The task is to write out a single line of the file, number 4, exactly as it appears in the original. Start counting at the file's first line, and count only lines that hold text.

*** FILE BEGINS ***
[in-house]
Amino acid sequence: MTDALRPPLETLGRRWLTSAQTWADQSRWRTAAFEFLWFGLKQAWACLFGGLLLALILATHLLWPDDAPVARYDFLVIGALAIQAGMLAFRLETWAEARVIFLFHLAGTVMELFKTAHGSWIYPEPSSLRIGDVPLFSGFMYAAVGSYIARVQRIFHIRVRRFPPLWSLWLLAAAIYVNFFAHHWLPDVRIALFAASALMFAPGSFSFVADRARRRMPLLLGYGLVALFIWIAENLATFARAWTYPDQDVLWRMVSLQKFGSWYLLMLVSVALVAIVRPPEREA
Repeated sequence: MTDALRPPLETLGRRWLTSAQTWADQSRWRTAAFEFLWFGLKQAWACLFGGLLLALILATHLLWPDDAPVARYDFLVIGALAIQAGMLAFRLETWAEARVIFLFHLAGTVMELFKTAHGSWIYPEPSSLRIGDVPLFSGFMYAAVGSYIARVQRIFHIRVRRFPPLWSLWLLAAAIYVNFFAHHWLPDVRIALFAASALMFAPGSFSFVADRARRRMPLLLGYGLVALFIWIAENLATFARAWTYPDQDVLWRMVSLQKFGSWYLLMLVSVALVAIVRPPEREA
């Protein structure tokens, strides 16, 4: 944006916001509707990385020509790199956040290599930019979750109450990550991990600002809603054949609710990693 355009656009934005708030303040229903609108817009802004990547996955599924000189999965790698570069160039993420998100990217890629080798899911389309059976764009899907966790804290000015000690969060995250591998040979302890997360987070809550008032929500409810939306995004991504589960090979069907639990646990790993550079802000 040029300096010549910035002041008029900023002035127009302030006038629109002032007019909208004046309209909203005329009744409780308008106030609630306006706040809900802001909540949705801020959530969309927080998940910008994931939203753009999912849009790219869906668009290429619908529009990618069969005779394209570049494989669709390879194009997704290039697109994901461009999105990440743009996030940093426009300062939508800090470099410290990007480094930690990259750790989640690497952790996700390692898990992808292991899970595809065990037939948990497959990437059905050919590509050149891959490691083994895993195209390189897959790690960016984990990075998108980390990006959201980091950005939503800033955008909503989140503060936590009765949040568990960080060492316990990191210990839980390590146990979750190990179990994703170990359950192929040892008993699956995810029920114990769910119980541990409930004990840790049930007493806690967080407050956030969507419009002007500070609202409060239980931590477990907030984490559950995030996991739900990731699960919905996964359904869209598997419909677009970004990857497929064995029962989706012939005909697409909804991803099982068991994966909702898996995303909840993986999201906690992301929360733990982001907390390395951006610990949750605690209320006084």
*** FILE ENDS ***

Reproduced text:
């Protein structure tokens, strides 16, 4: 944006916001509707990385020509790199956040290599930019979750109450990550991990600002809603054949609710990693 355009656009934005708030303040229903609108817009802004990547996955599924000189999965790698570069160039993420998100990217890629080798899911389309059976764009899907966790804290000015000690969060995250591998040979302890997360987070809550008032929500409810939306995004991504589960090979069907639990646990790993550079802000 040029300096010549910035002041008029900023002035127009302030006038629109002032007019909208004046309209909203005329009744409780308008106030609630306006706040809900802001909540949705801020959530969309927080998940910008994931939203753009999912849009790219869906668009290429619908529009990618069969005779394209570049494989669709390879194009997704290039697109994901461009999105990440743009996030940093426009300062939508800090470099410290990007480094930690990259750790989640690497952790996700390692898990992808292991899970595809065990037939948990497959990437059905050919590509050149891959490691083994895993195209390189897959790690960016984990990075998108980390990006959201980091950005939503800033955008909503989140503060936590009765949040568990960080060492316990990191210990839980390590146990979750190990179990994703170990359950192929040892008993699956995810029920114990769910119980541990409930004990840790049930007493806690967080407050956030969507419009002007500070609202409060239980931590477990907030984490559950995030996991739900990731699960919905996964359904869209598997419909677009970004990857497929064995029962989706012939005909697409909804991803099982068991994966909702898996995303909840993986999201906690992301929360733990982001907390390395951006610990949750605690209320006084």